[Vm-dev] rearchitecting the FFI implementation for reentrancy

Eliot Miranda eliot.miranda at gmail.com
Thu Aug 6 00:56:02 UTC 2009

Hi All,
    I'm looking at making the Squeak FFI reentrant to support nested calls
and possibly threading.  The current FFI has a couple of issues which render
it non-reentrant.

1. The FFI plugin has a number of static state variables which convey
information from the pre-call side of a call-out to the return-side of a
call-out.  These include ffiRetOop, ffiRetClass (oops), ffiRetSpec (IIUC a
pointer into an object body, the result box for a struct result),
ffiRetSpecSize (the size of the struct result box), etc.  Since these
variables are set-up before a call-out and used once the call-out has
returned, any nested call-out that happens within a call-back from the
call-out will overwrite these variables.  Further, any GC that occurs during
a call-back can move the struct result box object, rendering the ffiRetSpec
pointer invalid, and likely resulting in heap corruption.

2. The platform support code for argument marshalling has static areas in
which to marshall the outgoing arguments (which is fine since they're only
used on the way out).  But there are also static areas used to hold copies
of string arguments.  These are malloced, stored in a static array of
pointers, and freed on the return side by ffiCleanup.  Any nested callout
will either overwrite the outer call's strings and/or prematurely free the
string copies when the nested call-outdoes an ffiCleanup.

Making the variables in 1. reentrant is straight-forward.  All state is
derived from the external call spec in an external callout method
(primititive 120 method).  The callback machinery is careful to restore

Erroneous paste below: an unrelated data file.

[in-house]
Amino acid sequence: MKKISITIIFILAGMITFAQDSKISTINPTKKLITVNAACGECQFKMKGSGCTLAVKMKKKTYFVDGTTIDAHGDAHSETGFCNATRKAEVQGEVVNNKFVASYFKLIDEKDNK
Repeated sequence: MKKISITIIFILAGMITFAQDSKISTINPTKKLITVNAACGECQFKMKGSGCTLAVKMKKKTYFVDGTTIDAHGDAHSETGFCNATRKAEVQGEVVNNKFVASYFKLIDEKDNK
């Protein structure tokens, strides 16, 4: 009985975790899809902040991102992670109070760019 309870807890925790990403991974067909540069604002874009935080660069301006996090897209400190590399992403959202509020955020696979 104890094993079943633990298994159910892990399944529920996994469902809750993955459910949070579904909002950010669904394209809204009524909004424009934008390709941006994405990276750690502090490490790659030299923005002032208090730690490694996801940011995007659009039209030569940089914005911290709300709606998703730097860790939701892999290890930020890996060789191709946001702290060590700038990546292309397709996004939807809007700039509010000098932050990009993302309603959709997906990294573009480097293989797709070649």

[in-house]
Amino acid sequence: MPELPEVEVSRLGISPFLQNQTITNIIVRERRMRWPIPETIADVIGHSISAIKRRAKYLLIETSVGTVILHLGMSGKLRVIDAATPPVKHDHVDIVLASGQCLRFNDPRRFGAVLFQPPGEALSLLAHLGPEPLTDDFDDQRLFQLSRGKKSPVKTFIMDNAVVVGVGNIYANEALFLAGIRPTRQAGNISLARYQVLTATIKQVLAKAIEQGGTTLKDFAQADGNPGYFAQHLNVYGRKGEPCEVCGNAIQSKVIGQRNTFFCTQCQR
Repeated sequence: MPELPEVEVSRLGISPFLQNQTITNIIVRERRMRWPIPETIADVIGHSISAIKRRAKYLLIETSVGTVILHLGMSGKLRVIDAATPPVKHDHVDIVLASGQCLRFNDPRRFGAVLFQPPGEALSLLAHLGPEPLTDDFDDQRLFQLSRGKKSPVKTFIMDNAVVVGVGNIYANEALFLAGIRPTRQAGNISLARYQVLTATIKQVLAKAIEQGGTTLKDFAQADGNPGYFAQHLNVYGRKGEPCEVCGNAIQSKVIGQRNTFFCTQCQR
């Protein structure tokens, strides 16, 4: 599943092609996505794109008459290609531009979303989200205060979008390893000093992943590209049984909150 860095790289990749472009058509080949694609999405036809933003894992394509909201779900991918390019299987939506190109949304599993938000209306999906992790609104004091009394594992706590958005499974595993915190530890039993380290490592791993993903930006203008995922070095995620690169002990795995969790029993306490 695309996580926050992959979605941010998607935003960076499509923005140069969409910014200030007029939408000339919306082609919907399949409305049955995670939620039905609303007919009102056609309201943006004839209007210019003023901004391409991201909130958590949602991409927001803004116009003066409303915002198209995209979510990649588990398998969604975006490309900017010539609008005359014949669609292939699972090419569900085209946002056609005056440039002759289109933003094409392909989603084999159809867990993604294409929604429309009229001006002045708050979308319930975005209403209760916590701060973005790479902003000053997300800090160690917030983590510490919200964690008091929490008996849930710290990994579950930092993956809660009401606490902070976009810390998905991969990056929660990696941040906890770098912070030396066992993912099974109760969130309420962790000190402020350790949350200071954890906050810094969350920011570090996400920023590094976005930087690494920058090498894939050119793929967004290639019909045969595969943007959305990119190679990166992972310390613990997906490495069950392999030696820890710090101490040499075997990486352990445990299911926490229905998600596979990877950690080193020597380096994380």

newMethod to its state on return form a call-back.  So the state can be
refetched from newMethod on the return side of the call-out.  This also
avoids having to update ffiRetOop & ffiRetClass in any GC, and allows them
to be kept as local variables of the call-out side.

Making 2. reentrant is a little more involved, which is why I wanted to
raise this on the list.  here is a sketch of a generic solution that I want
y'all to sanity-check for different architectures with which you're

The basic idea is to use alloca to stack allocate all non-movable state for
a particular call-out, using stack discipline to reclaim it automatically
when the FFI call-out primitive returns.  The alloca'ed state comprises
three regions.  In the quasi-diagram below the stack grows down.
    region 1, space for any copied strings and a temporary result for
structure returns
    region 2, an array of pointers, one for each argument, each pointing to
the start of its corresponding argument further on in the alloca'ed space
    region 3, the marshalled arguments, ready for call-out

The call-out machinery can either make a pass over the arguments before
marshalling to compute the size of the alloca'ed region, or it can
guestimate, based on e.g. a precomputing of the size of any struct

One question is whether marshaling can be done generically in the FFI plugin
based on e.g. functions such as alignStruct, alignDouble, alignLongLong
implemented in the platform to tell the generic code how to align elements
greater than a word in size, or whether it would be better to put the code
in the platform.  I'm guessing the alignStruct approach would work fine and
could be implemented with macros.

An important question is whether the array-of-pointers scheme will allow
platforms that pass values in registers to locate any and all arguments.
 Perhaps some platforms will require a separate array of pointers to
floating-point values?  Please speak up if you know of any issues here.

Finally I'm assuming that to actually make the call once the arguments have
been marshalled some assembler stub (perhaps one for each argument count up
to the number of register arguments times the number of basic calling
conventions, integer/pointer result, double, struct result) can be called
which takes pointers to the three regions, and the function to be called,
cuts back the stack to the top of the alloca'ed area, putting the return
address in the right place, and tail-calls/jumps to the function.

Does this sound sane?  I'm sure it'll work on a number of platforms I'm
familiar with (which e.g. does not include iPhone). I'm sure it won't work
for x86-64 structures that partytially fit within registers, but the current
implementation is broken for those anyway.  I've used alloca successfully in
the VW FFI but there were different implementations of marshalling for each
ABI.  Can you say either way whether you think this would work for
particular platforms you're familiar with?

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